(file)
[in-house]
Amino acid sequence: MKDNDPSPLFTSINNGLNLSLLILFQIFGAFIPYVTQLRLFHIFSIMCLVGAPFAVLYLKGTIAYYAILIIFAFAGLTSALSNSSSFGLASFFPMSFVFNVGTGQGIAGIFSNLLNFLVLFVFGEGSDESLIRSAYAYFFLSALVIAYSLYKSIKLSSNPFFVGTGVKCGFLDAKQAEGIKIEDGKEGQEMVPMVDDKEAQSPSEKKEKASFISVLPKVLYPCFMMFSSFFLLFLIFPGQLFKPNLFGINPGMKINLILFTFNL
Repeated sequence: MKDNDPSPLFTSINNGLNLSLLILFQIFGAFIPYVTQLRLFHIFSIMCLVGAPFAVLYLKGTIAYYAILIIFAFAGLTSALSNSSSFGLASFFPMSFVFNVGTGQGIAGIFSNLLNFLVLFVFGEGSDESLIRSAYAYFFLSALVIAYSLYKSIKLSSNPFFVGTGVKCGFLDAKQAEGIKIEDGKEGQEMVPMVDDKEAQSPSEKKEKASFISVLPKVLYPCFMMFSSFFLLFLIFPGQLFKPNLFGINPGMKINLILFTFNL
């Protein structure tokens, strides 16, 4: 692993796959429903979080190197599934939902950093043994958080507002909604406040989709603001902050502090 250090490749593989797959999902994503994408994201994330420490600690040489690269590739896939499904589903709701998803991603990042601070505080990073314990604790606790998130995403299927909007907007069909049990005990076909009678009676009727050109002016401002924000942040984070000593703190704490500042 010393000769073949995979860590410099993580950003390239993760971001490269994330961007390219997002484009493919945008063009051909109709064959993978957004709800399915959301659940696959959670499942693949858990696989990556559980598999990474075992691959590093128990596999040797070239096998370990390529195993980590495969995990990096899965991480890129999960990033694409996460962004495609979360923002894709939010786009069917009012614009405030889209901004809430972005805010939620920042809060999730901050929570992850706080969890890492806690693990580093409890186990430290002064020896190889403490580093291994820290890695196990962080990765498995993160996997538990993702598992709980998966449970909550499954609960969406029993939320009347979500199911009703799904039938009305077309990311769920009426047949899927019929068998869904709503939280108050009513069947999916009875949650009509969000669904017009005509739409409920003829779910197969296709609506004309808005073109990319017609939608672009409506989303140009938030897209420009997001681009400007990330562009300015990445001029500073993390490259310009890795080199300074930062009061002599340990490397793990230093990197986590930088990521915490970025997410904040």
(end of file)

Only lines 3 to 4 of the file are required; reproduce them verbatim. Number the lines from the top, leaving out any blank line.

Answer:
Repeated sequence: MKDNDPSPLFTSINNGLNLSLLILFQIFGAFIPYVTQLRLFHIFSIMCLVGAPFAVLYLKGTIAYYAILIIFAFAGLTSALSNSSSFGLASFFPMSFVFNVGTGQGIAGIFSNLLNFLVLFVFGEGSDESLIRSAYAYFFLSALVIAYSLYKSIKLSSNPFFVGTGVKCGFLDAKQAEGIKIEDGKEGQEMVPMVDDKEAQSPSEKKEKASFISVLPKVLYPCFMMFSSFFLLFLIFPGQLFKPNLFGINPGMKINLILFTFNL
């Protein structure tokens, strides 16, 4: 692993796959429903979080190197599934939902950093043994958080507002909604406040989709603001902050502090 250090490749593989797959999902994503994408994201994330420490600690040489690269590739896939499904589903709701998803991603990042601070505080990073314990604790606790998130995403299927909007907007069909049990005990076909009678009676009727050109002016401002924000942040984070000593703190704490500042 010393000769073949995979860590410099993580950003390239993760971001490269994330961007390219997002484009493919945008063009051909109709064959993978957004709800399915959301659940696959959670499942693949858990696989990556559980598999990474075992691959590093128990596999040797070239096998370990390529195993980590495969995990990096899965991480890129999960990033694409996460962004495609979360923002894709939010786009069917009012614009405030889209901004809430972005805010939620920042809060999730901050929570992850706080969890890492806690693990580093409890186990430290002064020896190889403490580093291994820290890695196990962080990765498995993160996997538990993702598992709980998966449970909550499954609960969406029993939320009347979500199911009703799904039938009305077309990311769920009426047949899927019929068998869904709503939280108050009513069947999916009875949650009509969000669904017009005509739409409920003829779910197969296709609506004309808005073109990319017609939608672009409506989303140009938030897209420009997001681009400007990330562009300015990445001029500073993390490259310009890795080199300074930062009061002599340990490397793990230093990197986590930088990521915490970025997410904040």